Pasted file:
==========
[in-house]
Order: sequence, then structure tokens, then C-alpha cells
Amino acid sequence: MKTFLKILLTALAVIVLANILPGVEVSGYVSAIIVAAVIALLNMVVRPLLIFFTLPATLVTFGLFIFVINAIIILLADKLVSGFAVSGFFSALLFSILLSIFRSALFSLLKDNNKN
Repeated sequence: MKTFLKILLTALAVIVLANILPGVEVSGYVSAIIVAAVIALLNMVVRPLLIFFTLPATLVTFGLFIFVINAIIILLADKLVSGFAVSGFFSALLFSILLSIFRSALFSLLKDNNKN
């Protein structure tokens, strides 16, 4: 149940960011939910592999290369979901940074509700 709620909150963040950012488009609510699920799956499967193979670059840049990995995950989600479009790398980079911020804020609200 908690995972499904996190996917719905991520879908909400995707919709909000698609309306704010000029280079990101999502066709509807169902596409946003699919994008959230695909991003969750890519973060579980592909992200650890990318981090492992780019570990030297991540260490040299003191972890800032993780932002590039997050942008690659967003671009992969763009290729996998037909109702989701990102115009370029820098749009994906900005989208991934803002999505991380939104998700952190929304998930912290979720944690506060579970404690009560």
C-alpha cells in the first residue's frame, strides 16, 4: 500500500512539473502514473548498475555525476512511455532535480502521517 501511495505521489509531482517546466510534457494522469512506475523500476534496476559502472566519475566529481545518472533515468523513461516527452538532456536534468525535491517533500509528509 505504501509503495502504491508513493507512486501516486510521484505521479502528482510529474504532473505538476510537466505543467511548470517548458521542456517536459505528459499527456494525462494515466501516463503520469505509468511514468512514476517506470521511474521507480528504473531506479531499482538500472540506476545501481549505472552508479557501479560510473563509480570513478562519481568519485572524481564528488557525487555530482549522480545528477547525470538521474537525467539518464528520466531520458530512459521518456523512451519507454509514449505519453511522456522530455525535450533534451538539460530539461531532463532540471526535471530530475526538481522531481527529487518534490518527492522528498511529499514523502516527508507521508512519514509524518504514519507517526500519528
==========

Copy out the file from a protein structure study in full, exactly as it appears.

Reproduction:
[in-house]
Order: sequence, then structure tokens, then C-alpha cells
Amino acid sequence: MKTFLKILLTALAVIVLANILPGVEVSGYVSAIIVAAVIALLNMVVRPLLIFFTLPATLVTFGLFIFVINAIIILLADKLVSGFAVSGFFSALLFSILLSIFRSALFSLLKDNNKN
Repeated sequence: MKTFLKILLTALAVIVLANILPGVEVSGYVSAIIVAAVIALLNMVVRPLLIFFTLPATLVTFGLFIFVINAIIILLADKLVSGFAVSGFFSALLFSILLSIFRSALFSLLKDNNKN
């Protein structure tokens, strides 16, 4: 149940960011939910592999290369979901940074509700 709620909150963040950012488009609510699920799956499967193979670059840049990995995950989600479009790398980079911020804020609200 908690995972499904996190996917719905991520879908909400995707919709909000698609309306704010000029280079990101999502066709509807169902596409946003699919994008959230695909991003969750890519973060579980592909992200650890990318981090492992780019570990030297991540260490040299003191972890800032993780932002590039997050942008690659967003671009992969763009290729996998037909109702989701990102115009370029820098749009994906900005989208991934803002999505991380939104998700952190929304998930912290979720944690506060579970404690009560």
C-alpha cells in the first residue's frame, strides 16, 4: 500500500512539473502514473548498475555525476512511455532535480502521517 501511495505521489509531482517546466510534457494522469512506475523500476534496476559502472566519475566529481545518472533515468523513461516527452538532456536534468525535491517533500509528509 505504501509503495502504491508513493507512486501516486510521484505521479502528482510529474504532473505538476510537466505543467511548470517548458521542456517536459505528459499527456494525462494515466501516463503520469505509468511514468512514476517506470521511474521507480528504473531506479531499482538500472540506476545501481549505472552508479557501479560510473563509480570513478562519481568519485572524481564528488557525487555530482549522480545528477547525470538521474537525467539518464528520466531520458530512459521518456523512451519507454509514449505519453511522456522530455525535450533534451538539460530539461531532463532540471526535471530530475526538481522531481527529487518534490518527492522528498511529499514523502516527508507521508512519514509524518504514519507517526500519528